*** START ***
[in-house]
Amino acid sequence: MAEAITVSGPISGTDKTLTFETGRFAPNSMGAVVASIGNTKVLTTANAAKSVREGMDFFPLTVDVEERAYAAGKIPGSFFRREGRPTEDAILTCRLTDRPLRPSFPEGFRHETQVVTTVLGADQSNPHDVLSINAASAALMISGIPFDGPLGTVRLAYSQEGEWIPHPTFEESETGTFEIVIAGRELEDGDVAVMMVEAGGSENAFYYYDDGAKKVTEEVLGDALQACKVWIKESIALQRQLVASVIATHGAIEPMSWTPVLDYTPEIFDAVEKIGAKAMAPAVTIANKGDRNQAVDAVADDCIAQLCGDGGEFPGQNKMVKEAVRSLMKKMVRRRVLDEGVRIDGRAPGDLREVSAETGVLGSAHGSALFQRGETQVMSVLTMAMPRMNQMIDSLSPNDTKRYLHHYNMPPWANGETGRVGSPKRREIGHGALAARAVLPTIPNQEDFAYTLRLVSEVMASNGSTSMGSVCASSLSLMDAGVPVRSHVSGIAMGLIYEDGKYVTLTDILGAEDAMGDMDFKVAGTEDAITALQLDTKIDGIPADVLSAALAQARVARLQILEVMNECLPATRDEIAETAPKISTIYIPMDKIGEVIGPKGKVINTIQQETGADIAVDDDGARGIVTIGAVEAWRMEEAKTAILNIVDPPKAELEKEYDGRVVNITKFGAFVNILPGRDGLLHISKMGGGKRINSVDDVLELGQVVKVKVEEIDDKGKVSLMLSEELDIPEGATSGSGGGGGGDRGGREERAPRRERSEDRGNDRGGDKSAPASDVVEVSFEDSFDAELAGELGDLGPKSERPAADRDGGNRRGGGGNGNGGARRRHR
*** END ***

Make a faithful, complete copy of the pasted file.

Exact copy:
[in-house]
Amino acid sequence: MAEAITVSGPISGTDKTLTFETGRFAPNSMGAVVASIGNTKVLTTANAAKSVREGMDFFPLTVDVEERAYAAGKIPGSFFRREGRPTEDAILTCRLTDRPLRPSFPEGFRHETQVVTTVLGADQSNPHDVLSINAASAALMISGIPFDGPLGTVRLAYSQEGEWIPHPTFEESETGTFEIVIAGRELEDGDVAVMMVEAGGSENAFYYYDDGAKKVTEEVLGDALQACKVWIKESIALQRQLVASVIATHGAIEPMSWTPVLDYTPEIFDAVEKIGAKAMAPAVTIANKGDRNQAVDAVADDCIAQLCGDGGEFPGQNKMVKEAVRSLMKKMVRRRVLDEGVRIDGRAPGDLREVSAETGVLGSAHGSALFQRGETQVMSVLTMAMPRMNQMIDSLSPNDTKRYLHHYNMPPWANGETGRVGSPKRREIGHGALAARAVLPTIPNQEDFAYTLRLVSEVMASNGSTSMGSVCASSLSLMDAGVPVRSHVSGIAMGLIYEDGKYVTLTDILGAEDAMGDMDFKVAGTEDAITALQLDTKIDGIPADVLSAALAQARVARLQILEVMNECLPATRDEIAETAPKISTIYIPMDKIGEVIGPKGKVINTIQQETGADIAVDDDGARGIVTIGAVEAWRMEEAKTAILNIVDPPKAELEKEYDGRVVNITKFGAFVNILPGRDGLLHISKMGGGKRINSVDDVLELGQVVKVKVEEIDDKGKVSLMLSEELDIPEGATSGSGGGGGGDRGGREERAPRRERSEDRGNDRGGDKSAPASDVVEVSFEDSFDAELAGELGDLGPKSERPAADRDGGNRRGGGGNGNGGARRRHR